The radical Taliban has passed a temporary law depriving the Uzbek language of its official status in Afghanistan, the national portal Adyrna reported, citing RIA Novosti.
According to a law called the Basics, only Pashto and Dari remain the state languages, while Sunni Islam of the Hanafi school is the only official religion.
The country still has a significant Shiite community and a large Uzbek-speaking population in the northern provinces.
The law also provides for the establishment of a Council of Islamic Lawyers and a Supreme Council in Afghanistan, which will include politicians, scholars and clerics from each region. The head of the executive branch is the President, who is elected by the citizens and members of the Supreme Soviet.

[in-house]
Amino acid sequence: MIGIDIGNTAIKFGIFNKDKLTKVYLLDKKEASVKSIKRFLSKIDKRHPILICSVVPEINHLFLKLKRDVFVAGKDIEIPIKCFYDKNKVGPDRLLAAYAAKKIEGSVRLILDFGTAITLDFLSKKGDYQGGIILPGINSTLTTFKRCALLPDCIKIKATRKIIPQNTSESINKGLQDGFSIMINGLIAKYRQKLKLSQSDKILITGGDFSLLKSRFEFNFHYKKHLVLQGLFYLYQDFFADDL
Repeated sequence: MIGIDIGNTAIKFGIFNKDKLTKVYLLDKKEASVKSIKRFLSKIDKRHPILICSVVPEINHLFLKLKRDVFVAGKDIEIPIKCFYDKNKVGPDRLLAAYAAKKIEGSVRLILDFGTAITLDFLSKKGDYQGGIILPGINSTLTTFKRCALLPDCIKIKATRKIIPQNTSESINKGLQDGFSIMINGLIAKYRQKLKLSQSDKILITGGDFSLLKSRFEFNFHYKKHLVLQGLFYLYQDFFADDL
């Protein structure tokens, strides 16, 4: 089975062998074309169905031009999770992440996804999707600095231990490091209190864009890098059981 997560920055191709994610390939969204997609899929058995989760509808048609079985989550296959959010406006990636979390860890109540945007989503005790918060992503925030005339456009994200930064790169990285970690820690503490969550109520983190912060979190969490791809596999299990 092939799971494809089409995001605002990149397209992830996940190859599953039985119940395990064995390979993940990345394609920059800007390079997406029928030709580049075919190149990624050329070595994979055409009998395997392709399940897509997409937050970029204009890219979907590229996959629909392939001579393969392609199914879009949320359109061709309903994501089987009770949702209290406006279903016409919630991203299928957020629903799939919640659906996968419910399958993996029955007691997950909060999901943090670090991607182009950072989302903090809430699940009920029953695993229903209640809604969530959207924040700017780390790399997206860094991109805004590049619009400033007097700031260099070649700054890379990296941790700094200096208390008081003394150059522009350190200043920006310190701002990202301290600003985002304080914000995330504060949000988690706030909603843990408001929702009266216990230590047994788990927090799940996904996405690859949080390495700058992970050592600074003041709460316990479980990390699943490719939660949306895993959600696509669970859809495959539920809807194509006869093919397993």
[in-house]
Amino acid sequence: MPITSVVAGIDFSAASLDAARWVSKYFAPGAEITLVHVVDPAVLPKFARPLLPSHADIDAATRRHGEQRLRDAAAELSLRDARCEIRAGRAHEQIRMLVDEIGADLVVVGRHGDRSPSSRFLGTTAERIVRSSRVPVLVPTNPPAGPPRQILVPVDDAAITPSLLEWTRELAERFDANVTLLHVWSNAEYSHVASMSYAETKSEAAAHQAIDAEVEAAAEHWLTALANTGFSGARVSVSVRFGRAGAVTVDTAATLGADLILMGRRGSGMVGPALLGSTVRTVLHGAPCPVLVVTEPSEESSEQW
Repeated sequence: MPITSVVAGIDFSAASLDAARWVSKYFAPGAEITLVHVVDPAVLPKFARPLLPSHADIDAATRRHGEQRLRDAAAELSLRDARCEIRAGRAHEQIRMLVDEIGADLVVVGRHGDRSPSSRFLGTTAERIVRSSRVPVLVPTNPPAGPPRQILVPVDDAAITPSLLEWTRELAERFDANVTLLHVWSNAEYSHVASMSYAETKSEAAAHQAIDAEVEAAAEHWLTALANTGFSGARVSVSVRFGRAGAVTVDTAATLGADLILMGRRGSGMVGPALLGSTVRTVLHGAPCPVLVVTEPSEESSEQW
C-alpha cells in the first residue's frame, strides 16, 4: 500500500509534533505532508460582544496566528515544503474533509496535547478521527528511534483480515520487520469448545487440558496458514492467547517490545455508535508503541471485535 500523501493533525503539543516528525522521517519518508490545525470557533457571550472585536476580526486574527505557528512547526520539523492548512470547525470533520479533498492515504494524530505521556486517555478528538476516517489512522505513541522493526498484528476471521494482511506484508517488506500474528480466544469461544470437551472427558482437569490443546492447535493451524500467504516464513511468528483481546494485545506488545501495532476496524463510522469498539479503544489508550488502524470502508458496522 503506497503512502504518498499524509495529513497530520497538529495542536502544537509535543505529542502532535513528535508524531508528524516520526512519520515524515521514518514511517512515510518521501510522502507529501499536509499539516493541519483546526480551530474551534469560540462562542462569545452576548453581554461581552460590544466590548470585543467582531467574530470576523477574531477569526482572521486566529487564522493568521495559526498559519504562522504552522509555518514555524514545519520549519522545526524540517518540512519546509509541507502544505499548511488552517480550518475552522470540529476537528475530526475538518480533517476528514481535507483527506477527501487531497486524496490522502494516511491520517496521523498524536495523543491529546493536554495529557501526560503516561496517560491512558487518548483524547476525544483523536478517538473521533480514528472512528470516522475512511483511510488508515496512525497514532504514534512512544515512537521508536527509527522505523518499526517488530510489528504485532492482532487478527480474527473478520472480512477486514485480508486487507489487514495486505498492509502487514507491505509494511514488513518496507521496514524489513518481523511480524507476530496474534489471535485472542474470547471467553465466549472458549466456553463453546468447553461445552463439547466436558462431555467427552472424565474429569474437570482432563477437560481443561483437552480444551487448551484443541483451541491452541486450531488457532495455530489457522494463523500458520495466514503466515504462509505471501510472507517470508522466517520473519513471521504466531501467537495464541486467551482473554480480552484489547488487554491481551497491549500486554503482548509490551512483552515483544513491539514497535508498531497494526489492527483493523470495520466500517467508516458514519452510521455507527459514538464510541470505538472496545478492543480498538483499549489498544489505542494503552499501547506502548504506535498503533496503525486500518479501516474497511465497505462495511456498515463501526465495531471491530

In addition, the document deprives members of the Afghan National Assembly of their special parliamentary status and establishes Independence Day as a holiday received from the British, Russians and Americans.
Earlier, Uzbek Foreign Ministry spokesman Yusup Kabulzhanov said the Taliban had promised the Uzbek government that it would maintain the official status of the Uzbek language in Afghanistan and promised to promote its study and development in the country.
National portal "Adyrna".